Mike Allen reports that both candidates actually knew some of the questions in advance:

A source close to Warren tells Playbook that the candidates knew in advance they would be asked their own greatest moral failure, America’s greatest moral failure, and the three wisest people in their lives.

The source said Obama also knew he would be asked if he’d be willing to commit to an emergency plan for orphans, like President Bush has for AIDS. GIVE OBAMA CREDIT FOR ANSWERING CANDIDLY: “I cheated a little bit. I actually looked at this idea ahead of time, and I think it is a great idea.”

I think it was a good idea to allow the candidates a chance to consider some of these questions ahead of time. There are some questions where we would expect a candidate to be prepared  to answer any time. Other questions, such as these, do require some thought and we could learn more about the candidate based upon an answer they have had time to consider rather than hearing the first thing that comes to mind.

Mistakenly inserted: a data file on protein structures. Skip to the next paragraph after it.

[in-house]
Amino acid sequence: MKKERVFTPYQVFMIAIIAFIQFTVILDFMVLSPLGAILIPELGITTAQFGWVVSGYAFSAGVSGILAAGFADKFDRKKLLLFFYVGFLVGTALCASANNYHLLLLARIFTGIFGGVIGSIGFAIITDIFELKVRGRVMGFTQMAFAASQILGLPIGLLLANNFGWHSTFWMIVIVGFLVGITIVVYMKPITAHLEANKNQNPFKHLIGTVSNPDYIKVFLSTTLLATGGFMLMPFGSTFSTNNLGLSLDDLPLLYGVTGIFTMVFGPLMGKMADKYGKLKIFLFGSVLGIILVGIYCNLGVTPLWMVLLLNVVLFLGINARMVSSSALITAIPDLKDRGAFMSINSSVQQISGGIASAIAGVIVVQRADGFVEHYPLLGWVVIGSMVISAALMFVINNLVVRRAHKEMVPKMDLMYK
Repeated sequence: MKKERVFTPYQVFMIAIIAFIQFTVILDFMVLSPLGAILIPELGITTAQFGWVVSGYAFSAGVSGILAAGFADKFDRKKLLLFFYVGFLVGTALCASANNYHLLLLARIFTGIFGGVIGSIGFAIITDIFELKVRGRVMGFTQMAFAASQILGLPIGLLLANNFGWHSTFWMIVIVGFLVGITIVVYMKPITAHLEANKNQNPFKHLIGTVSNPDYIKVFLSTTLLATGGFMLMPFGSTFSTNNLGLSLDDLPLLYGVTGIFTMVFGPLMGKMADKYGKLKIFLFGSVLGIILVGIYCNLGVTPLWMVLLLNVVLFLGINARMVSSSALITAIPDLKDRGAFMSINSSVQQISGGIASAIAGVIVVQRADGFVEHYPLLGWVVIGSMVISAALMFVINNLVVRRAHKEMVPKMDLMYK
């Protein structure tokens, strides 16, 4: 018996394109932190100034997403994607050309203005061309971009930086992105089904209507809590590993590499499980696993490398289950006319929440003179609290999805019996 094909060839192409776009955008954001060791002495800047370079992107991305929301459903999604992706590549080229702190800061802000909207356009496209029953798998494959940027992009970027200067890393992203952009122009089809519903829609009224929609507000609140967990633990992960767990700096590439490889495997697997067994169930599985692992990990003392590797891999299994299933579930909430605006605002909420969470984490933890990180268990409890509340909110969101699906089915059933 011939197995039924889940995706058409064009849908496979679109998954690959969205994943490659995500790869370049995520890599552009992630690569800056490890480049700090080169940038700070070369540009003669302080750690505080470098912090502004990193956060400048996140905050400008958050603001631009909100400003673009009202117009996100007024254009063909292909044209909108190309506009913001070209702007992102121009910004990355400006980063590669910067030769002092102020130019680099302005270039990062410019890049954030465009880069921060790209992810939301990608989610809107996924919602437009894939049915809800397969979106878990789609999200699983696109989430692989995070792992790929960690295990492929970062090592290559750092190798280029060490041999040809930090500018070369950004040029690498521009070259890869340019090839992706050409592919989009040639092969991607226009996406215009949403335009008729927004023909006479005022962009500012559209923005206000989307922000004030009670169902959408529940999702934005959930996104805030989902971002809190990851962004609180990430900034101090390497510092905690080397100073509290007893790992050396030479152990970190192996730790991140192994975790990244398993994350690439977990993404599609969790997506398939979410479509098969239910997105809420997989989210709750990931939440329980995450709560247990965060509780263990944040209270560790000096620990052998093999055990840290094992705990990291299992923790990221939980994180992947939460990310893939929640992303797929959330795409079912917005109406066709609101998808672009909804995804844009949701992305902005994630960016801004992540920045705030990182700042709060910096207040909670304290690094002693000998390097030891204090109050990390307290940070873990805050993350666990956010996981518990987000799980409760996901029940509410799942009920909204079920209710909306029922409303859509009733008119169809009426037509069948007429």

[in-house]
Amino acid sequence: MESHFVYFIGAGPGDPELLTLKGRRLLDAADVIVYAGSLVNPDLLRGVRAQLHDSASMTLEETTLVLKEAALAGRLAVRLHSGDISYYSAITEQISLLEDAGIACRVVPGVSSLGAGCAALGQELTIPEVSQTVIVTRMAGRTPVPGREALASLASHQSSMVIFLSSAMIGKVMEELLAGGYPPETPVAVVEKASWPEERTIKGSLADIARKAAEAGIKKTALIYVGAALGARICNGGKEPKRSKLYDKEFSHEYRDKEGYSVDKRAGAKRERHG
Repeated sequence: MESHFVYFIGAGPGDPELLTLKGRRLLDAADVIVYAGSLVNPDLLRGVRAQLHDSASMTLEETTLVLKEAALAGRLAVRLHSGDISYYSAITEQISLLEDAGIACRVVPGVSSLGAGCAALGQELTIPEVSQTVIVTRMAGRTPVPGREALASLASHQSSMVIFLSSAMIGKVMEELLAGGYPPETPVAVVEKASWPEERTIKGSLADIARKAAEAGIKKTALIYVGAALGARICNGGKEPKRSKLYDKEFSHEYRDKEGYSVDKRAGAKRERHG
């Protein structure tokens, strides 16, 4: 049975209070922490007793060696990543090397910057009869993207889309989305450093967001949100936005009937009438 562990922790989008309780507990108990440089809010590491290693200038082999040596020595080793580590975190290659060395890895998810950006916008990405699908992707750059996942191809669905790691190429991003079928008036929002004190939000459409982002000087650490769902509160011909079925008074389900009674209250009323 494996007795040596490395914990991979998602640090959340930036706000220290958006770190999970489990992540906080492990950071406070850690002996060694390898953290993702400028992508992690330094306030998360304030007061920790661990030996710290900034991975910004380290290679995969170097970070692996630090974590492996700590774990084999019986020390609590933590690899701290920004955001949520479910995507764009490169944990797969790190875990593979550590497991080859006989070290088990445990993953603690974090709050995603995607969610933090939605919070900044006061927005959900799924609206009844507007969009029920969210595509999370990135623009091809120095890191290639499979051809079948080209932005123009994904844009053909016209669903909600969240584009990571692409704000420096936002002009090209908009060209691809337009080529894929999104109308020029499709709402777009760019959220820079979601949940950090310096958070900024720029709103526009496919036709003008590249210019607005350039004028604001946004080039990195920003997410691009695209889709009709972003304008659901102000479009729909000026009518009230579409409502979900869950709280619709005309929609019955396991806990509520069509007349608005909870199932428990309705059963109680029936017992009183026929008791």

Naturally much of the media has been looking at this from the perspective of who won. Such horse race coverage means little here. John McCain should have won as this forum was held before people who agreed with him on most of the issues and have voted heavily Republican in the past. McCain’s goal was simply to reduce reservations about him so that people who already agree with him will vote for him. Obama had to convince people who disagree with him to vote for him. Obama might convince a handful to look beyond issues such as abortion and vote for him, but this event was McCain’s to win or lose. That is partially why Chuck Todd’s evaluation of the event was so wrong.